As I prepared for my trip to the Marquesas I was bombarded with references to “Island Time.” People spoke as if the flow of time was actually slowed by the remoteness of the islands. Now that I am here I get their meaning. This would be an interesting topic for a cultural anthropologist to study, had they the endurance to drift back and forth between cultures. Is it the longer days that make people move without any sense of urgency? Is it the rhythm of the ocean that guides their pace? Who knows? All I know is that adjusting back to American life is going to be painful. Sure we awake at dawn here on the island, but somehow it is easy to rise with the sound of roosters and waves to greet you. I dread the sound of my alarm clock calling me to a fast paced college life. I love college but I think the musician Jack Johnson got it right in his song “Breakdown.” I think Americans could stand to slow down and appreciate the world a bit more. I will never understand why we all wish to rush through life and only relax in our retirement years. I am reminded of the saying “Youth is wasted on the young.” Perhaps if we all learned to enjoy each day by following the rhythms of Island Time we would not have to wait until we are old to truly appreciate life.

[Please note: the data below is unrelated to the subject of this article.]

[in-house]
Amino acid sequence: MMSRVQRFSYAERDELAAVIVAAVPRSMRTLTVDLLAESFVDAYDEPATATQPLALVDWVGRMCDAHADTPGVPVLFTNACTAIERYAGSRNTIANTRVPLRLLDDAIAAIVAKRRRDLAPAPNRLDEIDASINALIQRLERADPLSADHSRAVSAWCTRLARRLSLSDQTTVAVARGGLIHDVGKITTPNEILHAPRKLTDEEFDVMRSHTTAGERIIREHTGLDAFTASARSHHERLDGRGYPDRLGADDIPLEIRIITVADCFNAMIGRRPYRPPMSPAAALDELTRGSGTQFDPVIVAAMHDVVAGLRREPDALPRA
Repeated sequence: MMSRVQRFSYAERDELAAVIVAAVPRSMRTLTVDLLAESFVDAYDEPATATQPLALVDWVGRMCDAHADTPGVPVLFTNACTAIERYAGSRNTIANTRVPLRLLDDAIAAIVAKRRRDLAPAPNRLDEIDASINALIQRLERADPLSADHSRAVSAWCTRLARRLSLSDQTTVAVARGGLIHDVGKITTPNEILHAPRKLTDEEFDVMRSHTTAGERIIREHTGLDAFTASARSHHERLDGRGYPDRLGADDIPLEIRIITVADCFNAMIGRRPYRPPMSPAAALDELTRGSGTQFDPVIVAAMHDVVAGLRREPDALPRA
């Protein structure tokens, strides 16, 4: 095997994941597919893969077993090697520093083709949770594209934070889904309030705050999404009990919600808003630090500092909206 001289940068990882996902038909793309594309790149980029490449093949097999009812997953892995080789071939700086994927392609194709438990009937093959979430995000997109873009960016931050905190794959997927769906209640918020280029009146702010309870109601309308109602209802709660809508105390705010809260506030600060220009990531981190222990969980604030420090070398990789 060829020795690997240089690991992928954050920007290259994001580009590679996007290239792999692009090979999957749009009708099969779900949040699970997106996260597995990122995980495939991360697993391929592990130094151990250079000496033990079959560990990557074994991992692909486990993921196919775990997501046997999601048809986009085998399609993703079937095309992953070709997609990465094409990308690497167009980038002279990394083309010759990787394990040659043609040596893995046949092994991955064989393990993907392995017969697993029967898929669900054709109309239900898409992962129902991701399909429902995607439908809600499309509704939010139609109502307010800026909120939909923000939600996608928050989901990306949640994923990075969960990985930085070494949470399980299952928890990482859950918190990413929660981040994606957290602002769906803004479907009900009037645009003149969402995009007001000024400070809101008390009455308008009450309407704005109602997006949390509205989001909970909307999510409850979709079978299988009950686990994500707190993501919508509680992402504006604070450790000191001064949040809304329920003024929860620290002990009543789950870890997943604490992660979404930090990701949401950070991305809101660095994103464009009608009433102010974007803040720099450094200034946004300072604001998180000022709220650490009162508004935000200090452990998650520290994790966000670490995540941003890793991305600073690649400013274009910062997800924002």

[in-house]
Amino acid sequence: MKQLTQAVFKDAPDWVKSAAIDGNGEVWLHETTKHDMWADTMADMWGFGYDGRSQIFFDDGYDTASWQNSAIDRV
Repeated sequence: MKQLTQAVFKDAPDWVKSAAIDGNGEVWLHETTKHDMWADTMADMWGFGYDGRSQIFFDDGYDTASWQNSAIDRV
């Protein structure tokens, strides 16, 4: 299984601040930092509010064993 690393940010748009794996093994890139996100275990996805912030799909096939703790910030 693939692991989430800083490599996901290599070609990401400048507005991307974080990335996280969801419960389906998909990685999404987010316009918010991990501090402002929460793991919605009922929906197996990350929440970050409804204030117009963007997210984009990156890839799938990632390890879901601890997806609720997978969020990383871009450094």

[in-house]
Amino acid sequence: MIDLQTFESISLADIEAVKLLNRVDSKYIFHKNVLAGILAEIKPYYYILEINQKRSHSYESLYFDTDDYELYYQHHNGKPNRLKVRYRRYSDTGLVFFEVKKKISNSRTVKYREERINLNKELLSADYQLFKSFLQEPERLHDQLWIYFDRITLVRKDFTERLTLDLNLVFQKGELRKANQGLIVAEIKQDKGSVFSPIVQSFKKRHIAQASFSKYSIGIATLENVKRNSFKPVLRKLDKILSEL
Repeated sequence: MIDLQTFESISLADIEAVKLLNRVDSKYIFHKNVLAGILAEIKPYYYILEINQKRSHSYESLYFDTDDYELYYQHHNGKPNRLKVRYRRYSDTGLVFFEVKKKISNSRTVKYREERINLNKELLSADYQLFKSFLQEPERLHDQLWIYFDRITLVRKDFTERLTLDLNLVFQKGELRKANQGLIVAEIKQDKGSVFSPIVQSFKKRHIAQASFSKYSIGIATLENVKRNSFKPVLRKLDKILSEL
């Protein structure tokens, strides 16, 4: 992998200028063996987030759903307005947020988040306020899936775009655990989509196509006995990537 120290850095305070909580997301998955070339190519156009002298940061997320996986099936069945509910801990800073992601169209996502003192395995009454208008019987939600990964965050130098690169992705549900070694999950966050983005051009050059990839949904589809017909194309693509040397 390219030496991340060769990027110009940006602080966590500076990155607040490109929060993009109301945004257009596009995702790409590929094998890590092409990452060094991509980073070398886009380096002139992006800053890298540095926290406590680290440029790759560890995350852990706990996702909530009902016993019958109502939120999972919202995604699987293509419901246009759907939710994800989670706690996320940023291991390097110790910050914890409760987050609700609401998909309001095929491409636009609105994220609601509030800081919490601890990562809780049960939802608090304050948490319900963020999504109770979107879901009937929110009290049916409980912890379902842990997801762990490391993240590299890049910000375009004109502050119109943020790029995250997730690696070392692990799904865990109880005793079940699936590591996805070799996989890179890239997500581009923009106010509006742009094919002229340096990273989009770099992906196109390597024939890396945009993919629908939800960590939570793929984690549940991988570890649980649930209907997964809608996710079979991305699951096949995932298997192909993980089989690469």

Thursday, April 12

Speak Easy

Hi, all - thought you might enjoy the following piece on how yoga can help with public speaking - I felt it particularly relevant since most of you are exploring how yoga can improve your life on *many* levels and you are all getting ready to present your awesome research!  --lmc

Check out the following link or see below: http://www.yogajournal.com/lifestyle/3120

Speak Easy

By Karen Macklin

If you're an anxious public speaker, don't panic. Yoga's tools for working with the breath and mind can help calm you when you have to give a speech or show up for a job interview. Performance anxiety occurs when your limbic system reacts to a stressful social situation as if you were in physical danger. You can stop the reaction, explains Dr. Sat Bir Khalsa, a professor at Harvard Medical School, by slowing your breath. In a study conducted from 2005 to 2007, Khalsa and psychotherapist Stephen Cope, who directs the Kripalu Institute for Extraordinary Living in Lenox, Massachusetts, found that a regular yoga program that includes breathing practices helped young professional musicians control their performance fears.

Another way to ease your nerves is by focusing your attention, Cope says. "The more focused your concentration becomes on your task, the harder it is to be distracted by anxiety." Yoga's philosophical teachings help as well, Cope adds. Apply the lessons of a key text called the Bhagavad Gita: Be detached from the fruits of your actions. Do your best and devote the results to something greater, such as a higher power, your new career path, or the wedding guests eagerly awaiting your toast.

Cope, a frequent public speaker, uses this technique before going on stage: "I scan the audience to find someone who looks like they might need to hear what I have to say, and I offer my speech to them."

Yoga in Action: 6 Tips for Public Speakers

Reframe the Situation. If you can see the event as exciting rather than terrifying, you physiological response will be less intense.